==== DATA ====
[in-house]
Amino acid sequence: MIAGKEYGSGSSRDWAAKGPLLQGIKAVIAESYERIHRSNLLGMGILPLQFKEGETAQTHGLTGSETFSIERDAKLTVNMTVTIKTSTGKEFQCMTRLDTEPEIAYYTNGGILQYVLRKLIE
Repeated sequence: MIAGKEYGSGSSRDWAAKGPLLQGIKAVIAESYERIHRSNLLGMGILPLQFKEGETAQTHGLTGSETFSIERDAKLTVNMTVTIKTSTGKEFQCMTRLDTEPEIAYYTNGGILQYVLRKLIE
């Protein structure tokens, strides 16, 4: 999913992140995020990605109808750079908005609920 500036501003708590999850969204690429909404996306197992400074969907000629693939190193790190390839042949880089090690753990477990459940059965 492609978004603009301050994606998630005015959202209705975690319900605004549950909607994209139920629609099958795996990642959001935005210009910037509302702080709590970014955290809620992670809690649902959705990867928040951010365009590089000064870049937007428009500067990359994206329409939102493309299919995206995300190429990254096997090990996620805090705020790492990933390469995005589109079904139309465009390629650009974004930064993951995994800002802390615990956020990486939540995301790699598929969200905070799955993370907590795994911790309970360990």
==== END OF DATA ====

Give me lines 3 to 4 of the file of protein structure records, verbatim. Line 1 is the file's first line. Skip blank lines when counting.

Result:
Repeated sequence: MIAGKEYGSGSSRDWAAKGPLLQGIKAVIAESYERIHRSNLLGMGILPLQFKEGETAQTHGLTGSETFSIERDAKLTVNMTVTIKTSTGKEFQCMTRLDTEPEIAYYTNGGILQYVLRKLIE
């Protein structure tokens, strides 16, 4: 999913992140995020990605109808750079908005609920 500036501003708590999850969204690429909404996306197992400074969907000629693939190193790190390839042949880089090690753990477990459940059965 492609978004603009301050994606998630005015959202209705975690319900605004549950909607994209139920629609099958795996990642959001935005210009910037509302702080709590970014955290809620992670809690649902959705990867928040951010365009590089000064870049937007428009500067990359994206329409939102493309299919995206995300190429990254096997090990996620805090705020790492990933390469995005589109079904139309465009390629650009974004930064993951995994800002802390615990956020990486939540995301790699598929969200905070799955993370907590795994911790309970360990």